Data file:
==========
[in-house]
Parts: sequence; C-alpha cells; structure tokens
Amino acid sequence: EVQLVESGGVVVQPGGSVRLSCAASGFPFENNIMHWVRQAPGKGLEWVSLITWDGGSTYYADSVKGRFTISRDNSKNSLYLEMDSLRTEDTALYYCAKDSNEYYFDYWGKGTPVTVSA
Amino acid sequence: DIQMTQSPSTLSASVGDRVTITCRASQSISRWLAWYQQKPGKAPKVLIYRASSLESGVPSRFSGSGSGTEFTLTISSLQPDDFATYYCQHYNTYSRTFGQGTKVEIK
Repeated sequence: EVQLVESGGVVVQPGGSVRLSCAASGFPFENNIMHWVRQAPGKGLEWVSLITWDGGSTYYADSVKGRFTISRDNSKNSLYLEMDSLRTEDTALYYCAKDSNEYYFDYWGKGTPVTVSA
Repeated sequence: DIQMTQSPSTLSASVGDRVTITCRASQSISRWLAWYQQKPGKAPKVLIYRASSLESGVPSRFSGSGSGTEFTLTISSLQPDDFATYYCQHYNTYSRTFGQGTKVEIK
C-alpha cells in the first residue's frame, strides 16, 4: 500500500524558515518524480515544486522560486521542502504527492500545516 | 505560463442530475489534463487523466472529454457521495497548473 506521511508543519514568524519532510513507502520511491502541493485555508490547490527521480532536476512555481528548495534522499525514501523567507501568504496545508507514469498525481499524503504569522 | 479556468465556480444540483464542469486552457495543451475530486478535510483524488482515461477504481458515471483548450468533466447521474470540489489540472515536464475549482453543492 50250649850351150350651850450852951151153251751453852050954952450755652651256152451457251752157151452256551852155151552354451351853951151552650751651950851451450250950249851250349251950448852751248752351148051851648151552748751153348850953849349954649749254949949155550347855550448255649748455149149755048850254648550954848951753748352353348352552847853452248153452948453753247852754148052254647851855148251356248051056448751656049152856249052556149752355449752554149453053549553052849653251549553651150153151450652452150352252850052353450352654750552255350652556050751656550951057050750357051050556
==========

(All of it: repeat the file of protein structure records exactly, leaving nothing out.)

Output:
[in-house]
Parts: sequence; C-alpha cells; structure tokens
Amino acid sequence: EVQLVESGGVVVQPGGSVRLSCAASGFPFENNIMHWVRQAPGKGLEWVSLITWDGGSTYYADSVKGRFTISRDNSKNSLYLEMDSLRTEDTALYYCAKDSNEYYFDYWGKGTPVTVSA
Amino acid sequence: DIQMTQSPSTLSASVGDRVTITCRASQSISRWLAWYQQKPGKAPKVLIYRASSLESGVPSRFSGSGSGTEFTLTISSLQPDDFATYYCQHYNTYSRTFGQGTKVEIK
Repeated sequence: EVQLVESGGVVVQPGGSVRLSCAASGFPFENNIMHWVRQAPGKGLEWVSLITWDGGSTYYADSVKGRFTISRDNSKNSLYLEMDSLRTEDTALYYCAKDSNEYYFDYWGKGTPVTVSA
Repeated sequence: DIQMTQSPSTLSASVGDRVTITCRASQSISRWLAWYQQKPGKAPKVLIYRASSLESGVPSRFSGSGSGTEFTLTISSLQPDDFATYYCQHYNTYSRTFGQGTKVEIK
C-alpha cells in the first residue's frame, strides 16, 4: 500500500524558515518524480515544486522560486521542502504527492500545516 | 505560463442530475489534463487523466472529454457521495497548473 506521511508543519514568524519532510513507502520511491502541493485555508490547490527521480532536476512555481528548495534522499525514501523567507501568504496545508507514469498525481499524503504569522 | 479556468465556480444540483464542469486552457495543451475530486478535510483524488482515461477504481458515471483548450468533466447521474470540489489540472515536464475549482453543492 50250649850351150350651850450852951151153251751453852050954952450755652651256152451457251752157151452256551852155151552354451351853951151552650751651950851451450250950249851250349251950448852751248752351148051851648151552748751153348850953849349954649749254949949155550347855550448255649748455149149755048850254648550954848951753748352353348352552847853452248153452948453753247852754148052254647851855148251356248051056448751656049152856249052556149752355449752554149453053549553052849653251549553651150153151450652452150352252850052353450352654750552255350652556050751656550951057050750357051050556